Leadership Z.0 - Managing from the Center
Enterprises today face a common challenge: to create effective talent pools that can lead the organization to new levels of success. The skill pool, available globally for enterprises to build their resource ecosystems, is more or less of the same quality. The top of the pyramid consists of visionary innovators, while the mid layer comprises ambitious executors, and the bottom layer comprises diligent doers. Leadership may not necessarily mean managing top-down but in this new age, managing from the center.
Redefining the Leadership Ethos – Managing Energies Above and Below
A leadership quotient is not just a function of IQ and EQ, but also XQ — XQ being the gut instinct - https://leadershipdesigngroup.com/leadership-quotient-design/
While it is critical for a leader to be seen at the forefront, it is also important for him or her to understand the team dynamics and manage individuals and aspirations in the right manner. That means he or she needs to be part of it.
A leader’s role is, therefore, changing from the age-old top-down style to “managing from the center.” Essential qualities for any leader today are to lead by example, create value for the team, and channelize energy and ideas to a common fulcrum. This is possible only when the leader has worked with the team to define a common objective and has then chalked out a strategy to achieve that shared goal. What this translates into is working with the team and being part of it. Of course, it remains true that a leader doesn’t need to be a subject expert. In fact, he/she perhaps shouldn’t be one but rather focus on surrounding himself with those. Essentially, the leader needs to sit at the center pulling the strings together.
A leader today needs to be an energy manager: managing the energies above, below, and around to align together the top-performing alphas along with others in the team and bring them to a central focal point of shared vision, goal, and outcome. There is also room for innovation once a common value system has been created, for example, through reverse mentoring where millennials mentor older colleagues to pick up new-age tech skills which are high in demand.
Vision in Digital Age
Being a leader in the contemporary digitally agile world is an altogether different concept than what it meant in the past. Organizations today are beset by a number of challenges on the HR front. Teams of diverse backgrounds, often based in remote locations, need to work together. So, leaders have to necessarily manage multi-generational and multi-geographical workforces. It is, thus, imperative that the contemporary leader needs to have a GRIP on the four critical aspects of teaming – goals and mission, roles, interpersonal relationships, and processes.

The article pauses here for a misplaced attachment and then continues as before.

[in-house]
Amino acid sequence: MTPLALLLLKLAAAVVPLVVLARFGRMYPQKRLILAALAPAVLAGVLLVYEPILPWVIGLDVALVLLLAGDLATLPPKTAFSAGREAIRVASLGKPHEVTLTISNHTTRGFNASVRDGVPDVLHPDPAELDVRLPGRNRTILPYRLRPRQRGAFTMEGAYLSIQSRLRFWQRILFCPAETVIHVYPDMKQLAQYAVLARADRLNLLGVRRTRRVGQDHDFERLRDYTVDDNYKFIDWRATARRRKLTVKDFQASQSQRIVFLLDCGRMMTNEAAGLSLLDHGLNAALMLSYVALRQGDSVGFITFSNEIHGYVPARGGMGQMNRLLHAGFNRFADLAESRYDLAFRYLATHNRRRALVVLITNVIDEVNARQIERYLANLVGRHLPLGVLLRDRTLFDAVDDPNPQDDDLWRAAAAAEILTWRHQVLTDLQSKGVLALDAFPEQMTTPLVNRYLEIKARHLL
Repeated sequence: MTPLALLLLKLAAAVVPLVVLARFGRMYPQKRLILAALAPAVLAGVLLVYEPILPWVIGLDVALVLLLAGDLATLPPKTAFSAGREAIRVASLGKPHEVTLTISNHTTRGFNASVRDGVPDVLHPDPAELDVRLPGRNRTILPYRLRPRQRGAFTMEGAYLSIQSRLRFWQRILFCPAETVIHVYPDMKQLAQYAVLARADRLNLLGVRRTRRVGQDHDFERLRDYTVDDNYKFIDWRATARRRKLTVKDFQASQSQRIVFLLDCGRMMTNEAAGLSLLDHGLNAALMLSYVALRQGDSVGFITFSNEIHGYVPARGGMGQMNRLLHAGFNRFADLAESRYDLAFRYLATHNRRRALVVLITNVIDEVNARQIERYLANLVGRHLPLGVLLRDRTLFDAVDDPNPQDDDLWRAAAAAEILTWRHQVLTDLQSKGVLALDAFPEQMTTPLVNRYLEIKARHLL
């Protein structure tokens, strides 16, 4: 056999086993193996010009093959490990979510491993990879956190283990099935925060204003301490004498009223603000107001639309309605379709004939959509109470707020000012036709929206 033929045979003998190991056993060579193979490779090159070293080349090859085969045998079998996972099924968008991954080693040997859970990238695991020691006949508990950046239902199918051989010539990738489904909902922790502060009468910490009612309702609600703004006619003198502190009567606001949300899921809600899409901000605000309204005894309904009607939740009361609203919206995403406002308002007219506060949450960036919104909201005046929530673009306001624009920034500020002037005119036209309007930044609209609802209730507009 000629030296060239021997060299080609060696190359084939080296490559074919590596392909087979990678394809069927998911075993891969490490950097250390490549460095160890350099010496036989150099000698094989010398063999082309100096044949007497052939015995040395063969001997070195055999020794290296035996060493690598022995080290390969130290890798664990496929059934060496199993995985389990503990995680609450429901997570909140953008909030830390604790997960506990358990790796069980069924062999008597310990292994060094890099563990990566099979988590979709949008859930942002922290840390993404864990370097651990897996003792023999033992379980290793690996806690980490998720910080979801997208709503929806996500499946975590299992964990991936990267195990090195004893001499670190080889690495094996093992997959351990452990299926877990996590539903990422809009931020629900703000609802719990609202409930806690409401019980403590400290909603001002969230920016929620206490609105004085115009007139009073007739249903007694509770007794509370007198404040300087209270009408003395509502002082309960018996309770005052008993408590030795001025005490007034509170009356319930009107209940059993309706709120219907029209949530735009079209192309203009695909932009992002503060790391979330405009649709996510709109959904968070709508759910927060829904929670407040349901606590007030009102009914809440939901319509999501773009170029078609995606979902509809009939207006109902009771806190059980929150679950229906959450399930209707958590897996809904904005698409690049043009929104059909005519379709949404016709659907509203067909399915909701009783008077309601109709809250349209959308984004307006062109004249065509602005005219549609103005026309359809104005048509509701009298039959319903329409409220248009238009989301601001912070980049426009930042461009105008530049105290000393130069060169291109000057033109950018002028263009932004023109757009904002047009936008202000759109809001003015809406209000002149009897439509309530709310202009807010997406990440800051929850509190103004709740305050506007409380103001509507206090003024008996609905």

We are living in times of exploration with so much unknown around us. It is essential that leaders are part of the explorative journeys on which they send their teams. A leader needs to explore the new technical world himself/ herself; if he/she doesn’t ask “What’s new?” and “What’s out there?” he/she would never learn this from just being told or receiving reports. That’s where leading from the center gets tangible.
Aligning Outliers with Common Goals
Organizations, thus, have to find a way to glue the different elements together by fostering effective team-centric leadership. It becomes important for high-performing sustainable teams to have a common value system for the enterprise. This is even more important for a leader to understand, because irrespective of how good a leader’s vision is, there always will exist outliers with differing views and objectives within an organization.
The only way to streamline and align divergent views with the common goals is for a leader to establish a shared vision and create a value system for the entire team. Once this is done, the rollover effect of this vision gains a critical mass and drives a momentum that creates coherence with the individuals and situations and enables even the moderate outliers to align with the common goal. Teaming, therefore, becomes a powerful concept, especially with millennials and a true leader will motivate the team by creating a platform for collaboration.
Orchestrating a Successful Symphony
To sum it up, a leader can be likened to the conductor of an orchestra. There will be different instruments of various sizes and shapes. The tune of a harp is as important in a symphony as the note of a violin. Communication and transparency bind it all together, but characteristics that are almost more important are awareness and focus. A blink-of-an-eye slippage can lead to great disharmony in a concert. In an orchestra, all players understand their roles and play to a common tune. Only sitting amongst the musicians makes one hear the different tones and sounds. All the performers, regardless of varying levels of skill, come together and collectively take a bow for the performance. Organizational leadership is no different and organizational dynamics, too, are no different!
Leadership is a Journey Not a Destination!